“EXODUS: GODS AND KINGS”— A Different Look or Ridley Scott Takes on the Hebrew Bible

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“Exodus: Gods and Kings”

A Different Look or Ridley Scott Takes on the Hebrew Bible

Amos Lassen

Movies and the bible are really good friends. We have had thousands of cinematic epics based on the good book and here Ridley Scott tries his luck with the story of the exodus from Egypt. Compared to the other epics from the holy writings, this one has really special, special effects. Quite basically it is the story of Moses (Christian Bale) as he deals with Ramses, the pharaoh and the release of 600,000 slaves and their journey out of the land of Egypt and into their own land.

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What this film does is to recall those Technicolor biblical epics of the 1950s and early 60s. They were somewhat bland and solemn films in which the audience could see their movie idols dressed in sandals and robes. The casting here is very interesting—mostly American, British and Australian actors in Middle Eastern and African roles and they have caused some concerns as well as raise a few eyebrows. Yet this is how it was in early Hollywood.

I have often wondered how the Egyptians had time to put on all the eyeliner that they wear when they had to spend so much time oppressing the Hebrew slaves. Christian Bale as Moses is an interesting choice. He was raised in the Egyptian palace as the brother to the man who was responsible for hating the Israelites and I cannot help but wonder here that if he had really known who Moses was would it not have all been a great deal different.

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Director Scott is confused and he made mistakes all the way through the film. But there is also some good things here as well. The story is a good one—as it should be when we consider that it is 3000 years old. The special effects are amazing as are some of the battles scenes. However, what is missing is the human aspect of the story. When we read it in the Torah, we see the psychologically complexities of the characters and the situations. In the movie we get a tad bit of romance and a bit of domestic life but just not enough. There are some fascinating sections in the film but there is another major exception. The book of Exodus in the Bible is made up of two entwined stories—-one of liberation and one of self-assertion. The Israelites find a political identity and begin organizing as a people. Then there is the love story between the people and their god. He too is in the process of formation and at times he is compassionate and other times he is stern and strict.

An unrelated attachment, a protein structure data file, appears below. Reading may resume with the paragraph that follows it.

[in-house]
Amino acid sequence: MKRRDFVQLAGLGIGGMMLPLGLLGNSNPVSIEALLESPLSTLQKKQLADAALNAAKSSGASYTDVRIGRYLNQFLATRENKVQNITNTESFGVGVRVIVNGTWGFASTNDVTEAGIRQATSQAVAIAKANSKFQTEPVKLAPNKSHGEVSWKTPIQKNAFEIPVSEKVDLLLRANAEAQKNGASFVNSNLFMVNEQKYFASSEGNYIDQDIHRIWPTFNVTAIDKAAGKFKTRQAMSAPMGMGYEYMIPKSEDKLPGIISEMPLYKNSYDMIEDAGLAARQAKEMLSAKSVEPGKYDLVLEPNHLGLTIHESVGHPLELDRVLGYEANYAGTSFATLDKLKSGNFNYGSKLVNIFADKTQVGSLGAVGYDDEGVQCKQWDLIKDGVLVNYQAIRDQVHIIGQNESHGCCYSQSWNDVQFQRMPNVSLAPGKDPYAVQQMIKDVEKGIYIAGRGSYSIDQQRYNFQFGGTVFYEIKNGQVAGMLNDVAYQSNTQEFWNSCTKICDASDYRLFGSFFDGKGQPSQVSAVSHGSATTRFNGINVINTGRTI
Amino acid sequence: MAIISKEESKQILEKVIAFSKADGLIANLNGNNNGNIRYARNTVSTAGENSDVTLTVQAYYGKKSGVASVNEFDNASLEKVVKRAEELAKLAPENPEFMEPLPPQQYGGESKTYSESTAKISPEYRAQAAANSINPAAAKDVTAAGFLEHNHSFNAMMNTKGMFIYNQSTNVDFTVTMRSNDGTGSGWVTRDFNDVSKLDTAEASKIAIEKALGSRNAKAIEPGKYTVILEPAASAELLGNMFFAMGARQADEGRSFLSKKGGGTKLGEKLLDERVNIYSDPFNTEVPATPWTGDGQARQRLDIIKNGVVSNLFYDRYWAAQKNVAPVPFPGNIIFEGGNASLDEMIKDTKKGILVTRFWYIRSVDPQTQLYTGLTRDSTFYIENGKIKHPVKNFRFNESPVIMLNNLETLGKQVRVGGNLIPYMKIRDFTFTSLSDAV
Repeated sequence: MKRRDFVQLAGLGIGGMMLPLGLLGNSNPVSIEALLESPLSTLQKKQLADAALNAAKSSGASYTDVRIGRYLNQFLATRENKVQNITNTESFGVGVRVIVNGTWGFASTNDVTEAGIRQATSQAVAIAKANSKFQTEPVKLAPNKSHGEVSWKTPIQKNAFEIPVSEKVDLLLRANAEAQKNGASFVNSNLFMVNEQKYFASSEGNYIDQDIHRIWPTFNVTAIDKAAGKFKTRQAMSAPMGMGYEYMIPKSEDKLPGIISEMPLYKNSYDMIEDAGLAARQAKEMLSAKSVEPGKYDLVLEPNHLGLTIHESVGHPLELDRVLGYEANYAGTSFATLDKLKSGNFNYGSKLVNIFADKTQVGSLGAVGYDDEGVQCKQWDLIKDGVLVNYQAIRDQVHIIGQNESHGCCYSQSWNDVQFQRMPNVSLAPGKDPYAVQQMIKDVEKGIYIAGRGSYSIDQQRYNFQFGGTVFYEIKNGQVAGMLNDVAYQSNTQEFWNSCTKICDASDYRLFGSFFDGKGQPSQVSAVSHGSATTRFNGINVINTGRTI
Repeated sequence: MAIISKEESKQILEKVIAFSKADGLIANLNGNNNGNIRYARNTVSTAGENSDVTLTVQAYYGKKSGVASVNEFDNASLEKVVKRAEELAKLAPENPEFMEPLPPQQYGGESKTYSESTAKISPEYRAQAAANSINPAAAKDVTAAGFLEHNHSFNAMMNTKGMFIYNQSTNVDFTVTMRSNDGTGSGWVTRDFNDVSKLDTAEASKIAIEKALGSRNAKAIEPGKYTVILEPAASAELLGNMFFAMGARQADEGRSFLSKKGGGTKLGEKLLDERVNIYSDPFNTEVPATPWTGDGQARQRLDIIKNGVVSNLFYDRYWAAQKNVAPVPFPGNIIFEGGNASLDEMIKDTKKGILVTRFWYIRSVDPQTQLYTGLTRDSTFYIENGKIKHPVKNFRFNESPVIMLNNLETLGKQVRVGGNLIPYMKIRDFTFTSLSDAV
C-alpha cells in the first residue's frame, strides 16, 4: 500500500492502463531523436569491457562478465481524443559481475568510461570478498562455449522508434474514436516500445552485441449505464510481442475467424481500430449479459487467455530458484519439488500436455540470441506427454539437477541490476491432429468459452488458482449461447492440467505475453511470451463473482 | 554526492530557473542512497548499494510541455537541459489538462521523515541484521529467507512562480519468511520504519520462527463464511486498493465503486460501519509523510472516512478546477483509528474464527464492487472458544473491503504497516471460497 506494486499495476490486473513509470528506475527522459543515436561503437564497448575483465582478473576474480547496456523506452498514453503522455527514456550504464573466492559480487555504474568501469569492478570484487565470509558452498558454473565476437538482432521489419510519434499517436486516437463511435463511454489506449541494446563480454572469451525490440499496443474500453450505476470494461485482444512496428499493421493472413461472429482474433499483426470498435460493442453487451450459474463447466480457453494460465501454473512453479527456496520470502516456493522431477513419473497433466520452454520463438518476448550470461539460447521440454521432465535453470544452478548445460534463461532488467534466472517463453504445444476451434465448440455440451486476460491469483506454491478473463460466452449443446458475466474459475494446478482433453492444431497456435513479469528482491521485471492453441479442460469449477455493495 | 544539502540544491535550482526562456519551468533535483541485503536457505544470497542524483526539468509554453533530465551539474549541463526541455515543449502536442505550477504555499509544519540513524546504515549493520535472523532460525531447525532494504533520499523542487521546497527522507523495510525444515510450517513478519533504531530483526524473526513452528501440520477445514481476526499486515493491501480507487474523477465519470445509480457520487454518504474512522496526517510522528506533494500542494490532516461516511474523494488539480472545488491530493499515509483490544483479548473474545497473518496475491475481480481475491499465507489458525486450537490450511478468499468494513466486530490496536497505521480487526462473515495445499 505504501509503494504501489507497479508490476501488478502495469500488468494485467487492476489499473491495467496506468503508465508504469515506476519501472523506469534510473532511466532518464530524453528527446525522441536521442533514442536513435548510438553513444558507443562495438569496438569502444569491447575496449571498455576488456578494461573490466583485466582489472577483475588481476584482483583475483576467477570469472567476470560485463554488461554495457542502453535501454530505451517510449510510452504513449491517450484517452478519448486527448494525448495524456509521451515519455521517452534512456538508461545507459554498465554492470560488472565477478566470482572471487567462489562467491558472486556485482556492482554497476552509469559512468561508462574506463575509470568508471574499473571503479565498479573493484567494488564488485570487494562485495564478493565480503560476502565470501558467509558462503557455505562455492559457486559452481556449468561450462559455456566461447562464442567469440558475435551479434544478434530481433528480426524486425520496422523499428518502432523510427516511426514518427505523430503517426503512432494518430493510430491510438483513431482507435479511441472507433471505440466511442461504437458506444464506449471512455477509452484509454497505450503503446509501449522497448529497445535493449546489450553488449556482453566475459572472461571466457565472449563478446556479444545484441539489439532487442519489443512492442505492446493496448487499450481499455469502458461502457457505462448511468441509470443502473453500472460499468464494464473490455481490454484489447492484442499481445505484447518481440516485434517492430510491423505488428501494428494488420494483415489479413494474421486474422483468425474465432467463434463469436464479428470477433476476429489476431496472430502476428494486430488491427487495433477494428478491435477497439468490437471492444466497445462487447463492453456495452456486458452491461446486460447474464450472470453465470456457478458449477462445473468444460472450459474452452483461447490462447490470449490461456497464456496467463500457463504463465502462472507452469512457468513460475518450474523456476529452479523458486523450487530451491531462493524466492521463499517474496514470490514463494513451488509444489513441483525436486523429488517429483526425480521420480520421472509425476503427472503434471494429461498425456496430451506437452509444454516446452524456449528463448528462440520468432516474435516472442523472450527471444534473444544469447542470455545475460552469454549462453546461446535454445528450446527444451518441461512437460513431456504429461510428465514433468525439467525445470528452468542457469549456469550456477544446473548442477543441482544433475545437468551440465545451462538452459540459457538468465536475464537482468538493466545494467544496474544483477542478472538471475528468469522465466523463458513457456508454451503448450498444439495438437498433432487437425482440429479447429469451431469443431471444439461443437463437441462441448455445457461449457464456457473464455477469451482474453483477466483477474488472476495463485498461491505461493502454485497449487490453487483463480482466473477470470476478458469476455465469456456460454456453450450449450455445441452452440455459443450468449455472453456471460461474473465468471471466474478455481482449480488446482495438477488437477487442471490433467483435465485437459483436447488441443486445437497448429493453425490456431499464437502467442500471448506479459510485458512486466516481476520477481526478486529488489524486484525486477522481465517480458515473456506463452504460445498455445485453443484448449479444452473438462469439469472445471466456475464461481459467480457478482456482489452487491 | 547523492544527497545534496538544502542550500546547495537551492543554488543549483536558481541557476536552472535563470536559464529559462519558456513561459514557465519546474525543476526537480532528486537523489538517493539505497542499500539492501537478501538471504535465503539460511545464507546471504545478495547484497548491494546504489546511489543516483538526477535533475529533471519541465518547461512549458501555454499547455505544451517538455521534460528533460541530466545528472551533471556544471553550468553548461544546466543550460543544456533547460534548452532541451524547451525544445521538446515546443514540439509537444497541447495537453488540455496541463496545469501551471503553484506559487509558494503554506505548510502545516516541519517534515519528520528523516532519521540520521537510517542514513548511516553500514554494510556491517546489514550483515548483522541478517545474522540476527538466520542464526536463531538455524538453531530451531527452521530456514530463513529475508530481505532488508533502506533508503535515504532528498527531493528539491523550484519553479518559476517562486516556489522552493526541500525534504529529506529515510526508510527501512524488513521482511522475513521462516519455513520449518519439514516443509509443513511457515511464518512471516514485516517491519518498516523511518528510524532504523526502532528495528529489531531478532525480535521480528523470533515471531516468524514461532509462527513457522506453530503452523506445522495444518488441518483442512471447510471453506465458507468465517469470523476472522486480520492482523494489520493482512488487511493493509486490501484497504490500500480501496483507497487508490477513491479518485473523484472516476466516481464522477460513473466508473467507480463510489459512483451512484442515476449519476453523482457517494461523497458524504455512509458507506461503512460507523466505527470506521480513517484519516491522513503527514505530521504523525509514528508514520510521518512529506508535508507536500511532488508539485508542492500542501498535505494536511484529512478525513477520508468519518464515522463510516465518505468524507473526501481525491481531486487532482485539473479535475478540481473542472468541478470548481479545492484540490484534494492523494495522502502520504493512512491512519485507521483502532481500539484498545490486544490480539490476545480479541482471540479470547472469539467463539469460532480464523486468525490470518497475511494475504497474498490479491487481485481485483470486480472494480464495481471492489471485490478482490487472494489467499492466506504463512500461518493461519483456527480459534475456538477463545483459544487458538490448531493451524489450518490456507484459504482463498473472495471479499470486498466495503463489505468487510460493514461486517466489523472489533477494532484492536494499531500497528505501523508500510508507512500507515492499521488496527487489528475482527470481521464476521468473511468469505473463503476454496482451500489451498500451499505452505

Ridley Scott has God come to Moses when he is a young boy and he urges Moses to move toward becoming an extremist. Moses wants to help free his people, but he also feels a residual kinship with Ramses, a bond that must be severed completely. His military insurgency is not enough. The film is a study of power, loyalty and rebellion.

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We quickly realize that Scott is shooting for a goal of credibility in some cases and forgetting it in others. The movie works best when it is about Moses and his desire to discipline God.

The story of Moses and his spiritual battle with Pharaoh is nonetheless most associated in the collective imagination with Charlton Heston and I doubt that that will ever change. Scott has an inventive take on Moses. As embodied by a boisterously fierce Christian Bale, the man who went up the mountain came back down ready to kick some people be it that of Egyptians, doubting Hebrews, or even the movie’s peculiar representation of God Himself. Most of all, however, Scott zeroes this story in on the brotherhood of Moses and Ramses, and what it means to lose it. This knowing agony informs the movie well enough to overcome its own internal plagues. (of which there are many). The real strength of the movie comes from a very modern perspective on Moses. It is odd to see Moses spend over an hour of the movie as essentially an atheist, doubting the Egyptian gods well before he continues doubting the Hebrew one—until he runs into a burning bush. Fitting the actor and director’s own sensibilities, this Moses is exhaustedly human, as well as very cynical of all spirituality until he becomes a growling, fiery, and even maniacal messenger for it. Unfortunately Bale and Moses are not the same person.

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Sometimes it is fun to watch a remake of an established film just to look at the differences. Take this movie like that and you will be fine.

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